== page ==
In this section, Crescent International will highlight news and events that do not attract much media Attention. We will provide our brief analysis. Hyperlinked references will be provided for confirmation, corroboration and crediting purposes.
As the world continues to experience enforced lockdowns and disruption of economic productivity due to Coronavirus, Sweden is suggesting that adopting a uniform approach worldwide is not effective. Kindergartens, elementary schools, bars and cafés remain open as usual. Sweden’s Public Health Agency focuses on those that have the closest contacts such as family members or close colleagues who tested positive, rather than others such as those who had been on the same flight or train. This approach allows health services to isolate even those cases which are asymptomatic, or where the patient has mild symptoms. This prevents the people spreading the virus further.
(Courtesy: The Local)
The former Soviet state known for its flawed healthcare and political system detained on March 20 members of the Muslim Unity Movement (MUM) for distributing free masks and information cards regarding the coronavirus. A day earlier, in his address to the people on Nowruz spring holidays, the unelected president of Azerbaijan, Ilham Aliyev openly declared that coronavirus might be used to introduce emergency law and crackdown on opposition. MUM’s health initiative is seen as a threat by the regime since it exposes its inability to provide even basic healthcare for people in the oil rich country. With the oil market collapsing, the regime will be using the coronavirus excuse to clamp down on social unrest.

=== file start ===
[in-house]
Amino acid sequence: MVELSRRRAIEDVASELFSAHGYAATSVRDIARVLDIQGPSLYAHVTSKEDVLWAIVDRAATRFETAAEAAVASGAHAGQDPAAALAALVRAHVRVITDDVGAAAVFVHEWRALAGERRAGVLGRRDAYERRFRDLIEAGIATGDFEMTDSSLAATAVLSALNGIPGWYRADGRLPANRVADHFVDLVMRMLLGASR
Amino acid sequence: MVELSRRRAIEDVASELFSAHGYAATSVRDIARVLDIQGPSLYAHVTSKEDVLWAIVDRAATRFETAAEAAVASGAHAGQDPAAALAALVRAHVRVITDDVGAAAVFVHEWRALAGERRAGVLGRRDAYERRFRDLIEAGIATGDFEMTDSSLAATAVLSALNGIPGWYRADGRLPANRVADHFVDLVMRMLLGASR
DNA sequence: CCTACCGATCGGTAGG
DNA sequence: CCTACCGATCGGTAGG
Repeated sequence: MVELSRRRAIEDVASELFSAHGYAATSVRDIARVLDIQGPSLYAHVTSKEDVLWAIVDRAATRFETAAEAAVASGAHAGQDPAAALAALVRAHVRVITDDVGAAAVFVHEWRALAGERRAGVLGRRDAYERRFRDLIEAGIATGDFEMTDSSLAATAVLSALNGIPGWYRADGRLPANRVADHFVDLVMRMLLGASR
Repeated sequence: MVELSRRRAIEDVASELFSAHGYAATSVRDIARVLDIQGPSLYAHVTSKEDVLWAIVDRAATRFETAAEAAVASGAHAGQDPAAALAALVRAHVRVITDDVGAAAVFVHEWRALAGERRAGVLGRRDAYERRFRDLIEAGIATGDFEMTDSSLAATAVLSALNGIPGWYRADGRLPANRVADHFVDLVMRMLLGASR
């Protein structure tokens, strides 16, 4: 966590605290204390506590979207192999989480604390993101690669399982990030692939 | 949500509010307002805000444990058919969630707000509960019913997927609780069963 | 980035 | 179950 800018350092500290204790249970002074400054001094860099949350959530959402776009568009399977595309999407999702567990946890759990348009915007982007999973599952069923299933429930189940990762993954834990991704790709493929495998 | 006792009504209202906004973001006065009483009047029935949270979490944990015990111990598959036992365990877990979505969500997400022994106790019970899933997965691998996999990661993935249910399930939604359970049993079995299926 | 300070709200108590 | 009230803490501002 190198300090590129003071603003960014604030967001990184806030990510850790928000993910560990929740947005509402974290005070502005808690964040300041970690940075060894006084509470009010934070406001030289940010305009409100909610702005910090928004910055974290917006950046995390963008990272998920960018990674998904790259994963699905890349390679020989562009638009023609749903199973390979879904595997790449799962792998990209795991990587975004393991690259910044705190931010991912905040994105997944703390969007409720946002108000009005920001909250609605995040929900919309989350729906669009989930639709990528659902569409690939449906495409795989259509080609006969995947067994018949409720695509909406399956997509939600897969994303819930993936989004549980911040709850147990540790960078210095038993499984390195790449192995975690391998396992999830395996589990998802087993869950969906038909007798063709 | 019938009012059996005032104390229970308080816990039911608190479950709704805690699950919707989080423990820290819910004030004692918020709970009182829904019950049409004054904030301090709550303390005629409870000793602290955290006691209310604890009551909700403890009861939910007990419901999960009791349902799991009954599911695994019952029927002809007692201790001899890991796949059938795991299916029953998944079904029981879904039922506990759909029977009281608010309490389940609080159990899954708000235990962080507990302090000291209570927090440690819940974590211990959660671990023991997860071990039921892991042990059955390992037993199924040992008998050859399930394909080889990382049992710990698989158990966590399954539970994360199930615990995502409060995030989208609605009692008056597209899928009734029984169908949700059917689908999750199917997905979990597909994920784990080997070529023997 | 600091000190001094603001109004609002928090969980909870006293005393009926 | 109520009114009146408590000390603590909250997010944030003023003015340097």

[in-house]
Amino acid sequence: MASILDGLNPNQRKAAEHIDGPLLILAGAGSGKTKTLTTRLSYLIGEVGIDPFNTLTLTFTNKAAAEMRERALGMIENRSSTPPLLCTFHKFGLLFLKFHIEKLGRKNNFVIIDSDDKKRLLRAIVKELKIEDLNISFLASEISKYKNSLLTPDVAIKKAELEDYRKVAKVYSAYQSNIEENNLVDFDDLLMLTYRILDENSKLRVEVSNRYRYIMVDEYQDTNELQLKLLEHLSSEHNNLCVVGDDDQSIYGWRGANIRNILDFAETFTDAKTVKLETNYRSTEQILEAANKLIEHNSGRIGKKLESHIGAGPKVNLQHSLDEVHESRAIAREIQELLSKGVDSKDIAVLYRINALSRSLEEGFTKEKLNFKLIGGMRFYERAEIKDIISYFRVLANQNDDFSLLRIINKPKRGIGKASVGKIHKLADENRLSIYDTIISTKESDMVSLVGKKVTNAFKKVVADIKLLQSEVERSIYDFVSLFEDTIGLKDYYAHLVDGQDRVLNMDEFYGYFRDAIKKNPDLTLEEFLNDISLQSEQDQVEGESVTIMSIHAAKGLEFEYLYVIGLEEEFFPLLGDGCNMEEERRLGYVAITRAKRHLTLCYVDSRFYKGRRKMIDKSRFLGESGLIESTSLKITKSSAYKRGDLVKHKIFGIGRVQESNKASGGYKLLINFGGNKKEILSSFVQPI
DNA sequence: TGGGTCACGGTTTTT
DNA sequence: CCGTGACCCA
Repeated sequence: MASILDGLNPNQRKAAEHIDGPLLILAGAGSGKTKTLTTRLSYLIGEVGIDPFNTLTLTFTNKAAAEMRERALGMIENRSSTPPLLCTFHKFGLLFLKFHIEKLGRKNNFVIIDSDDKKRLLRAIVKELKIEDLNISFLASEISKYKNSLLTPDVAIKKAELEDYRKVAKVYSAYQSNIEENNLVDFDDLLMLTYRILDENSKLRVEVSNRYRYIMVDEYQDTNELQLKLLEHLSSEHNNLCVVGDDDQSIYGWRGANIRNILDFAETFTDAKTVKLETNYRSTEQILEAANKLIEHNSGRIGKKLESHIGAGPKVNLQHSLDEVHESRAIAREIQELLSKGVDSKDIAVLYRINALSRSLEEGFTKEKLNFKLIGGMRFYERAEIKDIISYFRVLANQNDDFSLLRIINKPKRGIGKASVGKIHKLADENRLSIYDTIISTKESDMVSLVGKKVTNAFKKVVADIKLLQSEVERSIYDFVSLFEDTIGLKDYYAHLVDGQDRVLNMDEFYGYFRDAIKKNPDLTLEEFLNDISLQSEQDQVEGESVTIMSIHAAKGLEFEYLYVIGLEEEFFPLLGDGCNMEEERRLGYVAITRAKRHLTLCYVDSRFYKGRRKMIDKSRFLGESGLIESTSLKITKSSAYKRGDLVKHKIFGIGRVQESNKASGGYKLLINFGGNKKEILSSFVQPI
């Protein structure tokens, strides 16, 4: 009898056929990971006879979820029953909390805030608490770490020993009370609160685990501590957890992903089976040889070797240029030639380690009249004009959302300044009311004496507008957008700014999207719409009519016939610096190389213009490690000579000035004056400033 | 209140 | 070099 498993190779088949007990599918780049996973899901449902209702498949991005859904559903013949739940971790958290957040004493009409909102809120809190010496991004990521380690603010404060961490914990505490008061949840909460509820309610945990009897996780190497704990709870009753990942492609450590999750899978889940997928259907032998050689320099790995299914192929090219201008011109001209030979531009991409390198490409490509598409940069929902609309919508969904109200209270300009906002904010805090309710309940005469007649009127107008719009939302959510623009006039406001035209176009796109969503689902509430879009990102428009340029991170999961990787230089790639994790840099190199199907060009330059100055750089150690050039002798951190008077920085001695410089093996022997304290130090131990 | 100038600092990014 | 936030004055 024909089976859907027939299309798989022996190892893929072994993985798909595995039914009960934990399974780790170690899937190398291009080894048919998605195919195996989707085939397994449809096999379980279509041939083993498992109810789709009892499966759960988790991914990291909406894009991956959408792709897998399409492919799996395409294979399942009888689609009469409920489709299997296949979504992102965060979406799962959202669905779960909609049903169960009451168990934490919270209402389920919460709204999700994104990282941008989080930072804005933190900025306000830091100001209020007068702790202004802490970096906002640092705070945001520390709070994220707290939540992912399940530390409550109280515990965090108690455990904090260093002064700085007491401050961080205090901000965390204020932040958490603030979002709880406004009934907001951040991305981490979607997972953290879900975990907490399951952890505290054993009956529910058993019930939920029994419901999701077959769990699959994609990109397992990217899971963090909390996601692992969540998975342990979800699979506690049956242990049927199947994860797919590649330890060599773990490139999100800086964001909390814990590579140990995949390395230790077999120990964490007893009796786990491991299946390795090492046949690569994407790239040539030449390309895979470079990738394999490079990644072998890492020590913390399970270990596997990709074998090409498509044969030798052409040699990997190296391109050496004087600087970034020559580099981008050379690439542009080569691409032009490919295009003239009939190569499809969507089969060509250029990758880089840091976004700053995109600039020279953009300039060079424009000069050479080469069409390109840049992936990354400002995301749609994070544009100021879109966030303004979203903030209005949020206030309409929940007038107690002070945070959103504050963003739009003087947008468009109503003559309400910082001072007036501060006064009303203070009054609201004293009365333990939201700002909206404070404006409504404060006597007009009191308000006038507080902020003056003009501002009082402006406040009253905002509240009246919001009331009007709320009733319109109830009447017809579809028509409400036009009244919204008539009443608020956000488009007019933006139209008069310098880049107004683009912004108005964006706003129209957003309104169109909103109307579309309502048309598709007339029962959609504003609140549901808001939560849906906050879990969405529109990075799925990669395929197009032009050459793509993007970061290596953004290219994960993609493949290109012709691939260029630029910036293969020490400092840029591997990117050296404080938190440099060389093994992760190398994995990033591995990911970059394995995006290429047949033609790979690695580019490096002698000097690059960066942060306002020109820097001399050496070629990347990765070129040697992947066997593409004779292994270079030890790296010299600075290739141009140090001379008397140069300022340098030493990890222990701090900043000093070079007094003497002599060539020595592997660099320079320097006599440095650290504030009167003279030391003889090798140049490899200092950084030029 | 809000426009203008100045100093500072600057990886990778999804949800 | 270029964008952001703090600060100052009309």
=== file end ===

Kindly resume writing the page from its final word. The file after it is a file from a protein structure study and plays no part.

Turkey is finding it hard to control takfiri fighters in Idlib as they refuse to abide by the Turkish-Russian ceasefire deal. Recent footages from Idlib shows how takfiris in Idlib are blocking roads for Turkish soldiers to patrol the M4 and M5 highways. There might soon be clashes between Turkish troops and their takfiri proxies in Idlib. The takfiris view Turkey’s agreement with Russia as selling them out. The Idlib saga once again demonstrates how NATO uses and then abandons its proxies. NATO’s proxies in Syria have learned nothing from the experience of Saddam Hussain, Muammar al-Qaddafi or Hosni Mubarak.
(Courtesy: Anna News)